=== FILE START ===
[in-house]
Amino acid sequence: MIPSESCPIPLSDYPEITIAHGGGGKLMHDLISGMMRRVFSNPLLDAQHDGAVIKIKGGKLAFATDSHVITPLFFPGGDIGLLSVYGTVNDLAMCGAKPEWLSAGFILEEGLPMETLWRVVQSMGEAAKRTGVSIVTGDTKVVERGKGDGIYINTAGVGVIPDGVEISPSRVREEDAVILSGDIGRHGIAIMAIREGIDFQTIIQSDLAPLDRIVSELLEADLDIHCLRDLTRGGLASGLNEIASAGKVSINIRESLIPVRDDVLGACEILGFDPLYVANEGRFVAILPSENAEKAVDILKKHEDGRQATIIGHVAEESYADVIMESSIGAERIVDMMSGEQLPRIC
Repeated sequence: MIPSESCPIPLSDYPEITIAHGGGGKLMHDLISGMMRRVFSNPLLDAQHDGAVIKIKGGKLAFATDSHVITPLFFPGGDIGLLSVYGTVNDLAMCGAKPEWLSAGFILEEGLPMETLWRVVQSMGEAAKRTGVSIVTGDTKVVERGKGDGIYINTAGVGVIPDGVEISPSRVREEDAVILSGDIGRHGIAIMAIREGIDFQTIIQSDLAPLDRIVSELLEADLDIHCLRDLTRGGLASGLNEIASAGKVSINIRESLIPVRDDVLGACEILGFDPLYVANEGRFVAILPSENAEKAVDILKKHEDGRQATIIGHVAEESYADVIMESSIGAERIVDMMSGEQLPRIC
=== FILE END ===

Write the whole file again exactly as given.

[in-house]
Amino acid sequence: MIPSESCPIPLSDYPEITIAHGGGGKLMHDLISGMMRRVFSNPLLDAQHDGAVIKIKGGKLAFATDSHVITPLFFPGGDIGLLSVYGTVNDLAMCGAKPEWLSAGFILEEGLPMETLWRVVQSMGEAAKRTGVSIVTGDTKVVERGKGDGIYINTAGVGVIPDGVEISPSRVREEDAVILSGDIGRHGIAIMAIREGIDFQTIIQSDLAPLDRIVSELLEADLDIHCLRDLTRGGLASGLNEIASAGKVSINIRESLIPVRDDVLGACEILGFDPLYVANEGRFVAILPSENAEKAVDILKKHEDGRQATIIGHVAEESYADVIMESSIGAERIVDMMSGEQLPRIC
Repeated sequence: MIPSESCPIPLSDYPEITIAHGGGGKLMHDLISGMMRRVFSNPLLDAQHDGAVIKIKGGKLAFATDSHVITPLFFPGGDIGLLSVYGTVNDLAMCGAKPEWLSAGFILEEGLPMETLWRVVQSMGEAAKRTGVSIVTGDTKVVERGKGDGIYINTAGVGVIPDGVEISPSRVREEDAVILSGDIGRHGIAIMAIREGIDFQTIIQSDLAPLDRIVSELLEADLDIHCLRDLTRGGLASGLNEIASAGKVSINIRESLIPVRDDVLGACEILGFDPLYVANEGRFVAILPSENAEKAVDILKKHEDGRQATIIGHVAEESYADVIMESSIGAERIVDMMSGEQLPRIC